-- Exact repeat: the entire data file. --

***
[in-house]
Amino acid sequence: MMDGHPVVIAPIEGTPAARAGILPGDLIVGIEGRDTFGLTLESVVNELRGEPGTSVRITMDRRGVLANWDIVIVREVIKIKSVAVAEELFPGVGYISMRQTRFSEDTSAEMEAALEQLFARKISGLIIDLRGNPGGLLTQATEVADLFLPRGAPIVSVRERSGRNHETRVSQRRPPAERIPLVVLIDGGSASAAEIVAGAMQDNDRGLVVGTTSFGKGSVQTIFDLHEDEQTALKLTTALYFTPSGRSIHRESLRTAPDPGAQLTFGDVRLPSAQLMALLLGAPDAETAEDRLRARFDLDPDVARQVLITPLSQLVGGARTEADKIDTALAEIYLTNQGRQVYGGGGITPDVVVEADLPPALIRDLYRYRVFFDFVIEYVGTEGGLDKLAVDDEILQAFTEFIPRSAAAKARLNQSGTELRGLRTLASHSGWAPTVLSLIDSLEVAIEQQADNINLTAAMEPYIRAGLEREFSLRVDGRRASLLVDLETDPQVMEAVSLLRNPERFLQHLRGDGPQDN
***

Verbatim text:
[in-house]
Amino acid sequence: MMDGHPVVIAPIEGTPAARAGILPGDLIVGIEGRDTFGLTLESVVNELRGEPGTSVRITMDRRGVLANWDIVIVREVIKIKSVAVAEELFPGVGYISMRQTRFSEDTSAEMEAALEQLFARKISGLIIDLRGNPGGLLTQATEVADLFLPRGAPIVSVRERSGRNHETRVSQRRPPAERIPLVVLIDGGSASAAEIVAGAMQDNDRGLVVGTTSFGKGSVQTIFDLHEDEQTALKLTTALYFTPSGRSIHRESLRTAPDPGAQLTFGDVRLPSAQLMALLLGAPDAETAEDRLRARFDLDPDVARQVLITPLSQLVGGARTEADKIDTALAEIYLTNQGRQVYGGGGITPDVVVEADLPPALIRDLYRYRVFFDFVIEYVGTEGGLDKLAVDDEILQAFTEFIPRSAAAKARLNQSGTELRGLRTLASHSGWAPTVLSLIDSLEVAIEQQADNINLTAAMEPYIRAGLEREFSLRVDGRRASLLVDLETDPQVMEAVSLLRNPERFLQHLRGDGPQDN